Okayama Graduate School of Science and Technology is one of many developing solar cells and batteries, but its research team, led by one Professor Naoshi Ikeda, has a unique approach. Instead of silicon, currently the standard component in solar cells, the Okayama team is using an iron oxide compound it calls “green ferrite,” or GF. Professor Ikeda has gone so far as to claim his product will produce 100x the amount of energy as a traditional silicon solar cell.
Part of the increase in energy production would come from the infra-red spectrum — solar cells do not currently convert heat into electricity, but apparently the green ferrite has that capability. Professor Ikeda speculates that any area collecting waste heat (the ceiling of your kitchen, for example) could serve as a home for a GF solar cell.
The team’s goal is to create a battery capable of generating 1KW of energy for 1/1000th of the cost of a traditional silicon solar cell, which comes out to about 1000 yen ($12 American) per GF cell. The GF cells, which currently use green ferrite in a powdered form, should also allow for some flexibility in solar panel shape, which means they could be wrapped around things like chimneys or telephone poles.
As the early tests have been fairly successful, the Okayama team is hoping for a usable product by 2013.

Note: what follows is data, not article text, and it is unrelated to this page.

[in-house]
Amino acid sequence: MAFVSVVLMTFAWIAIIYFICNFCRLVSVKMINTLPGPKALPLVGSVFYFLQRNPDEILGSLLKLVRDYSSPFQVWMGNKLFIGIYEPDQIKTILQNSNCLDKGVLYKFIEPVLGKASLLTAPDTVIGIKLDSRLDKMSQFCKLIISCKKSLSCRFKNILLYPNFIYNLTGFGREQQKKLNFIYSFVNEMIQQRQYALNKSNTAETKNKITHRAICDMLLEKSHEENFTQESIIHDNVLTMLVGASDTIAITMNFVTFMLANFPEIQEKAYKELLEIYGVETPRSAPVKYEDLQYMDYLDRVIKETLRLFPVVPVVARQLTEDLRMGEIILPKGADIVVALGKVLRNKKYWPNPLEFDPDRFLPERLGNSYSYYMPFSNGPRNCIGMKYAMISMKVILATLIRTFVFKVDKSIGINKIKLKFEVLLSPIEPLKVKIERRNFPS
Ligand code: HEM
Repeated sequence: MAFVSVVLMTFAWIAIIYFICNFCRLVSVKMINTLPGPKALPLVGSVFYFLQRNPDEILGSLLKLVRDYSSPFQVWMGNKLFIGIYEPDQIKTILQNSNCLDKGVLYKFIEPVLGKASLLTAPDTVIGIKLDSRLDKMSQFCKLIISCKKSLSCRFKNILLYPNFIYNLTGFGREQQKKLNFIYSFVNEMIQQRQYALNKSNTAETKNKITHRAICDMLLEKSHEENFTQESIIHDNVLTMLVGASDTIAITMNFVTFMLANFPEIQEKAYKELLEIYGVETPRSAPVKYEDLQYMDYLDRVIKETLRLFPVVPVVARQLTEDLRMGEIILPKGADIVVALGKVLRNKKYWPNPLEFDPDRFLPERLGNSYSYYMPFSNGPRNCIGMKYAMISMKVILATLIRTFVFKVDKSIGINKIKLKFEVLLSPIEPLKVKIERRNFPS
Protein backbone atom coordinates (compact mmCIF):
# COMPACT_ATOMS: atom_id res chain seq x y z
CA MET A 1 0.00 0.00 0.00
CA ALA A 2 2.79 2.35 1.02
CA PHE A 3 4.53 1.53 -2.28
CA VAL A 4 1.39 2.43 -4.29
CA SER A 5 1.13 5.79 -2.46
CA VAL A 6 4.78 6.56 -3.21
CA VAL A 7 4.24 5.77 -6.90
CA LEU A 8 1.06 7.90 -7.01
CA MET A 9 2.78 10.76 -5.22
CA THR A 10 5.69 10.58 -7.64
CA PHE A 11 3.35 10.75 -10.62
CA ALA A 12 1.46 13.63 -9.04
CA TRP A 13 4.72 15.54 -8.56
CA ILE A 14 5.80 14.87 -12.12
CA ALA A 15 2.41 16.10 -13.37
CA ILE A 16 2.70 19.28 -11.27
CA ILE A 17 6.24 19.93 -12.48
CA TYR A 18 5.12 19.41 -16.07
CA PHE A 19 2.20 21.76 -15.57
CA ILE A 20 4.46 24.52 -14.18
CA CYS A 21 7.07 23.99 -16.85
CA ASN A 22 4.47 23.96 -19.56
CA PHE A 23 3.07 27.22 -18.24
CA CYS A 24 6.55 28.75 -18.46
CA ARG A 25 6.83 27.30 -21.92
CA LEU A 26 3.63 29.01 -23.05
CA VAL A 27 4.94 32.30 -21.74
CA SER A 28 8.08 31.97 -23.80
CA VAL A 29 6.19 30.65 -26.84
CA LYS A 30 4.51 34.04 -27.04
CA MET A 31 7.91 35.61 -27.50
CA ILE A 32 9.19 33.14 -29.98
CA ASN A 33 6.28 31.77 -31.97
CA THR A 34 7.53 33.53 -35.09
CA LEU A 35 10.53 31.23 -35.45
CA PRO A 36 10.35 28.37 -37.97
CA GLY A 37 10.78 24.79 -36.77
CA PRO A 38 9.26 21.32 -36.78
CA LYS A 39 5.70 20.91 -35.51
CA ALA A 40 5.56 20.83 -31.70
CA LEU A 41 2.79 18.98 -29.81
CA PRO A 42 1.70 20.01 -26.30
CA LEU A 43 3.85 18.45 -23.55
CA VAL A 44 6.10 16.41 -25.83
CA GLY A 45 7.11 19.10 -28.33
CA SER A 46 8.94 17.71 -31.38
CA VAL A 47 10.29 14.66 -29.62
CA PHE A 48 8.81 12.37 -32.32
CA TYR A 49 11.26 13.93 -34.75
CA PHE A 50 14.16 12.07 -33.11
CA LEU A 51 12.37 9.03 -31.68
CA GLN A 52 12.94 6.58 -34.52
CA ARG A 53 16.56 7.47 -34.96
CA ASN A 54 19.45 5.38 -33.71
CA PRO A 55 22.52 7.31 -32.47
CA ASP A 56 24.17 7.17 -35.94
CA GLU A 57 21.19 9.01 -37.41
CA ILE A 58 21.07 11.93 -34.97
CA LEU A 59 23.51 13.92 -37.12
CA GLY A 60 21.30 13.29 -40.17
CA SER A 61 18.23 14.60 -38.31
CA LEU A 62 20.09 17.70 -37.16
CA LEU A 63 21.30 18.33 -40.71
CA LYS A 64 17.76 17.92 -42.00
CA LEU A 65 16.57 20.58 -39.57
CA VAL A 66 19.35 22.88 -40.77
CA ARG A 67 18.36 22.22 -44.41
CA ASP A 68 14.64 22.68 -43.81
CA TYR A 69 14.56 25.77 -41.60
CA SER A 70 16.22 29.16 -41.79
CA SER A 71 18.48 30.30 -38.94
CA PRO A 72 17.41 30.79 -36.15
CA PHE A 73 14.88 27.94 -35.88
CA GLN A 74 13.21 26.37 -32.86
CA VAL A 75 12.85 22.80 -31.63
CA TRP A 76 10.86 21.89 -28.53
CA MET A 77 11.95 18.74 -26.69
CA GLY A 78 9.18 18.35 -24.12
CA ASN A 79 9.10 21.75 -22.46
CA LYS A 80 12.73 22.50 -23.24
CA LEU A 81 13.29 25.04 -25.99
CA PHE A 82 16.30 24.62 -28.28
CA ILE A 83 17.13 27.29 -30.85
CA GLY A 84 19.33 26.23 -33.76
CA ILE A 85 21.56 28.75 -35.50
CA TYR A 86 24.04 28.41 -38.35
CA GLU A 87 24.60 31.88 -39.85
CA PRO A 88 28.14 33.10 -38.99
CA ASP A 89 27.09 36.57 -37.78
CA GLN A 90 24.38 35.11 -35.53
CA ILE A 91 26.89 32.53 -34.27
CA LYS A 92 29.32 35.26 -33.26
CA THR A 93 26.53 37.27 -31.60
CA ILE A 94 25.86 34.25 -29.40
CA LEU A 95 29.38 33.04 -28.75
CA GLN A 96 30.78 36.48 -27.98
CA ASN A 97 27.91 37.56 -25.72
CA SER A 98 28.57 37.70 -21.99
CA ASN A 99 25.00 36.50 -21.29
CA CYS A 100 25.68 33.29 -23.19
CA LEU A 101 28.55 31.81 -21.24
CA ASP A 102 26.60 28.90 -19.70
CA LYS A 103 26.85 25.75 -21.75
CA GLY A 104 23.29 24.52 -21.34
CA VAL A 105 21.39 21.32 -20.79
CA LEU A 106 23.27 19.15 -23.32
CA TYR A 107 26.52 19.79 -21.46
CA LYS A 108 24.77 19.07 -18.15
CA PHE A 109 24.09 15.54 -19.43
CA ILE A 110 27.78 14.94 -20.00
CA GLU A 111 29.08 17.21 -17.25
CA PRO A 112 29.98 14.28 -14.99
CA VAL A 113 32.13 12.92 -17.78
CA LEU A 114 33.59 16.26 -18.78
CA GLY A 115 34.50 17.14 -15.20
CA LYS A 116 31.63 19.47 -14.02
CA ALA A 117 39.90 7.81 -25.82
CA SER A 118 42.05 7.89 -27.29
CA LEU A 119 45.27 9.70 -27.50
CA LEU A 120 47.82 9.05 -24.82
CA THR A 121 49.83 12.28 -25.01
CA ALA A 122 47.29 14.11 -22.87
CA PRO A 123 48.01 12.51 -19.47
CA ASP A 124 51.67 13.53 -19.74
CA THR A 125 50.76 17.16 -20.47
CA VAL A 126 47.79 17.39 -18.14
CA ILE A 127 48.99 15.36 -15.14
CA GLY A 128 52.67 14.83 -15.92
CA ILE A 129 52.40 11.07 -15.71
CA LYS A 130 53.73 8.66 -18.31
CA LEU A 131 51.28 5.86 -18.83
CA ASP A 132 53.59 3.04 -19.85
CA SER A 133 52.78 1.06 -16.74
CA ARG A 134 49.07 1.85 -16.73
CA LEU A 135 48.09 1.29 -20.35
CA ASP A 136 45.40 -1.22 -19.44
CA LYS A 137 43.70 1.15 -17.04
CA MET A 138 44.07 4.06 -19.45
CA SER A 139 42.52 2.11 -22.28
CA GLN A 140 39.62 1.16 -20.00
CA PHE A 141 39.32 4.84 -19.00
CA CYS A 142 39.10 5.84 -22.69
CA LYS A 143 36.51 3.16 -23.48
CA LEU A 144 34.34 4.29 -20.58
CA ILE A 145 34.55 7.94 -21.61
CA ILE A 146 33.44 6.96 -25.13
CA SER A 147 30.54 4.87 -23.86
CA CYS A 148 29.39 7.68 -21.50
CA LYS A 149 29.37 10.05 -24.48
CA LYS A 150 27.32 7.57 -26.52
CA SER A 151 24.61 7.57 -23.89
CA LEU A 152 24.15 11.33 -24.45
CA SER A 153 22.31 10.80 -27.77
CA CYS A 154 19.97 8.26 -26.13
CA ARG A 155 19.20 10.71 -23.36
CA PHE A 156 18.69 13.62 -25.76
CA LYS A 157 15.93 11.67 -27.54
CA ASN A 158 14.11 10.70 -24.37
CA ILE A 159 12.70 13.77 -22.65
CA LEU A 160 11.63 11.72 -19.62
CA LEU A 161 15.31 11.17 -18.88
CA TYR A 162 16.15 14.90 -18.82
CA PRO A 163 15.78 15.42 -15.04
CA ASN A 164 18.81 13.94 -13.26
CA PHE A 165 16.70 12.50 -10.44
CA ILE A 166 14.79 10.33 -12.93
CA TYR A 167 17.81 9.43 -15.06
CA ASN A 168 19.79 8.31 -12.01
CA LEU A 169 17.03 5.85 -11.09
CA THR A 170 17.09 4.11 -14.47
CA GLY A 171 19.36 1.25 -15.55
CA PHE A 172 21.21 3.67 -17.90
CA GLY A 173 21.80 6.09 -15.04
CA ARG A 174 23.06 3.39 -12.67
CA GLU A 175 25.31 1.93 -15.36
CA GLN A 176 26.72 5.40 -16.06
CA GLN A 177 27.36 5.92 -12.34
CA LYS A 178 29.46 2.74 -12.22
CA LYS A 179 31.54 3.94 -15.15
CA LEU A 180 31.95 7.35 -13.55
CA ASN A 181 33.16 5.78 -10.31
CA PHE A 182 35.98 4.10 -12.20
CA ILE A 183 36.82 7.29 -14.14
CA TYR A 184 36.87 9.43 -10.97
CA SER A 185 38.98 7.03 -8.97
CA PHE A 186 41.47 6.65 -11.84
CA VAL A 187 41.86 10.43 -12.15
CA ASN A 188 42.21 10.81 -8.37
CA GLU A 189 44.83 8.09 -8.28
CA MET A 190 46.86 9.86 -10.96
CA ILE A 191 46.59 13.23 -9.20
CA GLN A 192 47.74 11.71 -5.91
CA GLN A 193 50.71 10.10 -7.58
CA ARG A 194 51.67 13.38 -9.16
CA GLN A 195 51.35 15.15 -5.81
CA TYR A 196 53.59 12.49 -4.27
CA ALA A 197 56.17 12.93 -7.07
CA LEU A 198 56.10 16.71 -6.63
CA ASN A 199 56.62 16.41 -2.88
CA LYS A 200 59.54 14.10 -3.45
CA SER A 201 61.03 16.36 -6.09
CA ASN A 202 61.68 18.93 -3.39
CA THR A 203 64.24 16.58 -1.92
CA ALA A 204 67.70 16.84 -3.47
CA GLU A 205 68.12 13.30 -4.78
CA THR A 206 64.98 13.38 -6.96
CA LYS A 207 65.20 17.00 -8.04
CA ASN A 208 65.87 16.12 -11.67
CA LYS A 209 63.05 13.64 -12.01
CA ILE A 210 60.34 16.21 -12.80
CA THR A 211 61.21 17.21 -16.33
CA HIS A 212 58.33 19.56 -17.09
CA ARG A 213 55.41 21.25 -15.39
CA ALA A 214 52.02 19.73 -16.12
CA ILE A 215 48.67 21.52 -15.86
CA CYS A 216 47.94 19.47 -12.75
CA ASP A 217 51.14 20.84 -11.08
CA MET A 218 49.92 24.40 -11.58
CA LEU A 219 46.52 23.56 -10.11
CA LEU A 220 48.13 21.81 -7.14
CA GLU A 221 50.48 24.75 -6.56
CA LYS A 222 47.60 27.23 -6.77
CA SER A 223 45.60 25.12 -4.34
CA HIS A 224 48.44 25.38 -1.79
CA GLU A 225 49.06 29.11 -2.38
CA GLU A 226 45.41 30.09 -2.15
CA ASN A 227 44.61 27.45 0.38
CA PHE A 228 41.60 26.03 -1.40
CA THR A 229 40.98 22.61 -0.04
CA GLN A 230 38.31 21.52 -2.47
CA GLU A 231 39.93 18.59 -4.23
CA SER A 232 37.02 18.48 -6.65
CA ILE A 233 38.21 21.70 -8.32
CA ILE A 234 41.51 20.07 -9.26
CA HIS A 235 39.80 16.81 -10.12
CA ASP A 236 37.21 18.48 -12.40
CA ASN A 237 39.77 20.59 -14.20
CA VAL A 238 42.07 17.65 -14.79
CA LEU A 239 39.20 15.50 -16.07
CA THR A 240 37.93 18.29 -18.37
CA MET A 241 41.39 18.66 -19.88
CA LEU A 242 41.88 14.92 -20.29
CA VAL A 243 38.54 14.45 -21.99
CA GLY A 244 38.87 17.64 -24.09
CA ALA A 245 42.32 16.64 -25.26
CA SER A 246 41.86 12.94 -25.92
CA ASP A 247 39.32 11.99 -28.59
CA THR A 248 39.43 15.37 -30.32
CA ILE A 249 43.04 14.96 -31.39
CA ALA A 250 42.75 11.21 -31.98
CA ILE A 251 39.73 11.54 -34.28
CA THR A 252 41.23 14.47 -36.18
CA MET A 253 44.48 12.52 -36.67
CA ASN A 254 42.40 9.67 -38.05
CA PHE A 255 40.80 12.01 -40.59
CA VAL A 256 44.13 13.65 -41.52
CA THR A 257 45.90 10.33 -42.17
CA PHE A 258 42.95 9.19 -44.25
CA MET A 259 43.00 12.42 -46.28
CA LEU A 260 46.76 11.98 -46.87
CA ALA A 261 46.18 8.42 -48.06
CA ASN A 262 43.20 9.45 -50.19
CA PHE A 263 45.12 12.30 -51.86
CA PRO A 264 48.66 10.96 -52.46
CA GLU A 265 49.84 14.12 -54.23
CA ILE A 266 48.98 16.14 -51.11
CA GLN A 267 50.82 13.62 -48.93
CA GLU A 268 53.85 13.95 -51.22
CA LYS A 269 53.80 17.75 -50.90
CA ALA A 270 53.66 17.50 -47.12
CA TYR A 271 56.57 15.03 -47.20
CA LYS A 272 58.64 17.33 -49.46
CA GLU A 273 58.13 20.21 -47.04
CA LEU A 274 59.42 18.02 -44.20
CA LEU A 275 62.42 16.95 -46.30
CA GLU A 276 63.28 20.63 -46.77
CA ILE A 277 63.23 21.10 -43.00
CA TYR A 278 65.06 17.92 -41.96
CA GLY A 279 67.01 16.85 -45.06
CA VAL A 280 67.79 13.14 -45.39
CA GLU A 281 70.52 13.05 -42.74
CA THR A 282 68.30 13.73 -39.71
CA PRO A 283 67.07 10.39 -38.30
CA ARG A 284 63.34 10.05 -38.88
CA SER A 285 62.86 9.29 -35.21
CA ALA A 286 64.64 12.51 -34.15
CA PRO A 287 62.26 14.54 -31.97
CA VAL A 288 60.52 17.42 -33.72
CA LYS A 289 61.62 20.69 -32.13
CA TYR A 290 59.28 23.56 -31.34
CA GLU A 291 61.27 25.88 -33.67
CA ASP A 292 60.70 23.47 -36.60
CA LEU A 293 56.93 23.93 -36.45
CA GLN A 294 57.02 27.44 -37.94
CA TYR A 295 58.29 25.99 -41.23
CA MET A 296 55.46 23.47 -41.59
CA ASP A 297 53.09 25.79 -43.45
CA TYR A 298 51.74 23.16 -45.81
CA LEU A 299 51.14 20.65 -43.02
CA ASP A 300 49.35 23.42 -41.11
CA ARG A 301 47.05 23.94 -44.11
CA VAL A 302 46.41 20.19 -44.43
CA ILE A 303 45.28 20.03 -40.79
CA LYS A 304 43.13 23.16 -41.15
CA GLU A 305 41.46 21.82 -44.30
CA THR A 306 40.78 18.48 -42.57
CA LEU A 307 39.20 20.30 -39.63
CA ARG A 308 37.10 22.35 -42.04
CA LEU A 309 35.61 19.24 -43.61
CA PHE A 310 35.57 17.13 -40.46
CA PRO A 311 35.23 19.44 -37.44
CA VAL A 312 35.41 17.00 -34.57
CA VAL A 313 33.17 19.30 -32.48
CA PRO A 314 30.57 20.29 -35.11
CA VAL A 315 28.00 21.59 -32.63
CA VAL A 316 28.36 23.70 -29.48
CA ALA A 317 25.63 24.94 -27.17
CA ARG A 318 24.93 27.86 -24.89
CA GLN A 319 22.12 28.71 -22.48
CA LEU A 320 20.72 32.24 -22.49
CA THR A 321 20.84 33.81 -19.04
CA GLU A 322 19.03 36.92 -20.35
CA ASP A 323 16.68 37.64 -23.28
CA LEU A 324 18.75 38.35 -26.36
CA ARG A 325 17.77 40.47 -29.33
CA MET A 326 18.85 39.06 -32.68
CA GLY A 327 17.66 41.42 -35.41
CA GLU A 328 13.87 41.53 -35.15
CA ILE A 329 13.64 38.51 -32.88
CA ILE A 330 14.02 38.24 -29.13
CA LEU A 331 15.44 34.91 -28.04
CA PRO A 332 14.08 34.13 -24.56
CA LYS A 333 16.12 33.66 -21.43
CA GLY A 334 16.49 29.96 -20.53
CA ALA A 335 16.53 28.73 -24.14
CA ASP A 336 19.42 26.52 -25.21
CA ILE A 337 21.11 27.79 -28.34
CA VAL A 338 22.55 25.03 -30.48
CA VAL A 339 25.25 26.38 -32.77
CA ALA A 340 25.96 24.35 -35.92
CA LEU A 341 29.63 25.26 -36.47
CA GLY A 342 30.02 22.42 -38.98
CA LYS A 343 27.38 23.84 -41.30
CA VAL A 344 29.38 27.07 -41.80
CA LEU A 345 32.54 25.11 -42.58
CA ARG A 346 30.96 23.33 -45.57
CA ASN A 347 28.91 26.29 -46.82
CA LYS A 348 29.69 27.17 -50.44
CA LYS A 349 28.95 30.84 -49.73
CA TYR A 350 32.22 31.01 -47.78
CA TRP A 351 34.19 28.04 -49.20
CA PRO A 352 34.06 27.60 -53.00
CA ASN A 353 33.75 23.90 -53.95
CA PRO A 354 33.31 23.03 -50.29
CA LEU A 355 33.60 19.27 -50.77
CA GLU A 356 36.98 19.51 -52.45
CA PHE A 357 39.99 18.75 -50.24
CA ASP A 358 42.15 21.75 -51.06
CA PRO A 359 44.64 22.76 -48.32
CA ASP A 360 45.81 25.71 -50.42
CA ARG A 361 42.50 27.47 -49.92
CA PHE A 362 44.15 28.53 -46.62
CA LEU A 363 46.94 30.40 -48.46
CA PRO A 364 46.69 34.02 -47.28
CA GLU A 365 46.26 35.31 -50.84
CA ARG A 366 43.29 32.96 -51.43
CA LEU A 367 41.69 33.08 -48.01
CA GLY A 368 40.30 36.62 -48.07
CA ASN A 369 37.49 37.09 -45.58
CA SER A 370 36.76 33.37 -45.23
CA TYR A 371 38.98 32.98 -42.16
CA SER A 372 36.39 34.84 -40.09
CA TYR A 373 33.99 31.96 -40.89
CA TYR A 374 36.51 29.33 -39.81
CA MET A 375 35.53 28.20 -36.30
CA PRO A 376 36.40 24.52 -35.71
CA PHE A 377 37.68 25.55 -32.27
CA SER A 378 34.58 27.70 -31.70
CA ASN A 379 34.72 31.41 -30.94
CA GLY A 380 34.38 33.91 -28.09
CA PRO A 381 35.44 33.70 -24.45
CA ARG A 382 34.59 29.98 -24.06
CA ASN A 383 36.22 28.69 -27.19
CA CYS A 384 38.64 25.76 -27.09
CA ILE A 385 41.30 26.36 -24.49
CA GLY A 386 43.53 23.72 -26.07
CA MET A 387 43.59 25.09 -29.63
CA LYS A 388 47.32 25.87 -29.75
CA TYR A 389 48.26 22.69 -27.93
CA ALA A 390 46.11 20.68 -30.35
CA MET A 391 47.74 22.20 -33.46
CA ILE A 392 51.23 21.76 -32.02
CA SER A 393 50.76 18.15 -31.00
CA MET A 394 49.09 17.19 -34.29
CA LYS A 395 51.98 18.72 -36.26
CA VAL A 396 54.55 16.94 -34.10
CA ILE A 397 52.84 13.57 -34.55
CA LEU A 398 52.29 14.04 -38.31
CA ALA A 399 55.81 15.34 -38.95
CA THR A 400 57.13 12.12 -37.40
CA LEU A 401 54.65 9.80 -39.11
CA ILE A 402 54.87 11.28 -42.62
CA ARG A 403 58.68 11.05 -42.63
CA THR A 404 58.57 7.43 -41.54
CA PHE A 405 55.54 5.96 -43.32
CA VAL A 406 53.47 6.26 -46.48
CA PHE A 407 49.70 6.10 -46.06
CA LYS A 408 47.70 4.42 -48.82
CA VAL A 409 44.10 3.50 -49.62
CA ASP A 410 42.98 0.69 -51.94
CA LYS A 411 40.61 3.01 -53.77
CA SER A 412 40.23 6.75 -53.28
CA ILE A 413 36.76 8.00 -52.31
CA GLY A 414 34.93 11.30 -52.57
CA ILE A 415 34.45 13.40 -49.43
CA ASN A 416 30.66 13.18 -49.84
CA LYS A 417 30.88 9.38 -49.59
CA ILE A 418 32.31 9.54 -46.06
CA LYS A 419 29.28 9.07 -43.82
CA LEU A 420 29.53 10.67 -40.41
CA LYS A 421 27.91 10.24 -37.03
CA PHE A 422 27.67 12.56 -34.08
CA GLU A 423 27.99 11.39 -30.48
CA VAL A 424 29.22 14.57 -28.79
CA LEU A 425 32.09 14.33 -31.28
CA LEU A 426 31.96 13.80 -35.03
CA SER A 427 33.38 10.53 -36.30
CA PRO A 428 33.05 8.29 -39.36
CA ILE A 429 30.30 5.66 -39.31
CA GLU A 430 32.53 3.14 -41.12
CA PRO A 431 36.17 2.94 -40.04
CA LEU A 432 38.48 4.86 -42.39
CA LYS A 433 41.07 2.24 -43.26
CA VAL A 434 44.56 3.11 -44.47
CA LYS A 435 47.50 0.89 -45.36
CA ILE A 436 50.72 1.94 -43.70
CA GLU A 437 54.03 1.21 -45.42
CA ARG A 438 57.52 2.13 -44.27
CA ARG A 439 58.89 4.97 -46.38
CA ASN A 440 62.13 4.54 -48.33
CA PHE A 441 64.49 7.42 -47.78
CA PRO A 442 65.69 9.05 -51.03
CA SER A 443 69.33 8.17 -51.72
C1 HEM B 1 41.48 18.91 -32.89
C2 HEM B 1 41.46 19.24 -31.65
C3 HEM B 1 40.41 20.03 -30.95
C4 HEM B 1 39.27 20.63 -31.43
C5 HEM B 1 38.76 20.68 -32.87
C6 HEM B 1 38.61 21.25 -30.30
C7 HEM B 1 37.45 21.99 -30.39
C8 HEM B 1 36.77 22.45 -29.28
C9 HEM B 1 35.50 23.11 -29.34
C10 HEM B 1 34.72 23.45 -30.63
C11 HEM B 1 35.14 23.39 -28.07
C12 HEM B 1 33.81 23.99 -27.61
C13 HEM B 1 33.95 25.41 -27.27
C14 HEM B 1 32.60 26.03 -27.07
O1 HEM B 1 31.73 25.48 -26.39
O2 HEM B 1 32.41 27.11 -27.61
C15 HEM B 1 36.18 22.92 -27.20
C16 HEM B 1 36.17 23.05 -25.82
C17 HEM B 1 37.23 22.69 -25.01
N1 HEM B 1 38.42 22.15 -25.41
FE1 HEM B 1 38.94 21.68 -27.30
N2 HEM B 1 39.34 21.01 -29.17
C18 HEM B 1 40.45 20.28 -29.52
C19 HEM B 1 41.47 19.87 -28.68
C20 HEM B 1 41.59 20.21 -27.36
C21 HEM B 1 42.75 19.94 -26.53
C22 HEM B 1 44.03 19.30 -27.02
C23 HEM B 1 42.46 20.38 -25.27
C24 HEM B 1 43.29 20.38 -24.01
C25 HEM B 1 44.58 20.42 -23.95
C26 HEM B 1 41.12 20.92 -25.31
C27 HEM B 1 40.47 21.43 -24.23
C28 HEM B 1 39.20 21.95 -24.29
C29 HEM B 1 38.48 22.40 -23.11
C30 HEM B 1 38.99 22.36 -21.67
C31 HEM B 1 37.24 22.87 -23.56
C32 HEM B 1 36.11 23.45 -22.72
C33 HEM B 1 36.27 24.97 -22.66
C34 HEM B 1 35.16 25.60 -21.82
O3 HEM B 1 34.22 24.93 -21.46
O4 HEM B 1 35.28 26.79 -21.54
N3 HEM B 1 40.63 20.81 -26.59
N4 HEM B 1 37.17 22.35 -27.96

Source | Picture: MSN Sankei
Sign up for daily news updates from CleanTechnica on email. Or follow us on Google News!
Have a tip for CleanTechnica, want to advertise, or want to suggest a guest for our CleanTech Talk podcast? Contact us here.
Former Tesla Battery Expert Leading Lyten Into New Lithium-Sulfur Battery Era — Podcast:
I don't like paywalls. You don't like paywalls. Who likes paywalls? Here at CleanTechnica, we implemented a limited paywall for a while, but it always felt wrong — and it was always tough to decide what we should put behind there. In theory, your most exclusive and best content goes behind a paywall. But then fewer people read it! We just don't like paywalls, and so we've decided to ditch ours. Unfortunately, the media business is still a tough, cut-throat business with tiny margins. It's a never-ending Olympic challenge to stay above water or even perhaps — gasp — grow. So ...